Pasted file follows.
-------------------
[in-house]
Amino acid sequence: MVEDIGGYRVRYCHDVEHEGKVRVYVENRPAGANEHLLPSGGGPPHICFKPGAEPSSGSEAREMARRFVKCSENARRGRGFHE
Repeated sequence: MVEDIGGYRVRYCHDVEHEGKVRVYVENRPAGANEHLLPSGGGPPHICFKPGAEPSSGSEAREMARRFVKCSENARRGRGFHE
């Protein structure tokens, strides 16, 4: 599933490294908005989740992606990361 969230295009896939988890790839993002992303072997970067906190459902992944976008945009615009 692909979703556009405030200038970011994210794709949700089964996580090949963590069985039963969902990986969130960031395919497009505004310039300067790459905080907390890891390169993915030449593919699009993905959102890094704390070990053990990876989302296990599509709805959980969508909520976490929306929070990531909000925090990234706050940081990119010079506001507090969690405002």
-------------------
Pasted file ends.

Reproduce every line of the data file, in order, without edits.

[in-house]
Amino acid sequence: MVEDIGGYRVRYCHDVEHEGKVRVYVENRPAGANEHLLPSGGGPPHICFKPGAEPSSGSEAREMARRFVKCSENARRGRGFHE
Repeated sequence: MVEDIGGYRVRYCHDVEHEGKVRVYVENRPAGANEHLLPSGGGPPHICFKPGAEPSSGSEAREMARRFVKCSENARRGRGFHE
């Protein structure tokens, strides 16, 4: 599933490294908005989740992606990361 969230295009896939988890790839993002992303072997970067906190459902992944976008945009615009 692909979703556009405030200038970011994210794709949700089964996580090949963590069985039963969902990986969130960031395919497009505004310039300067790459905080907390890891390169993915030449593919699009993905959102890094704390070990053990990876989302296990599509709805959980969508909520976490929306929070990531909000925090990234706050940081990119010079506001507090969690405002």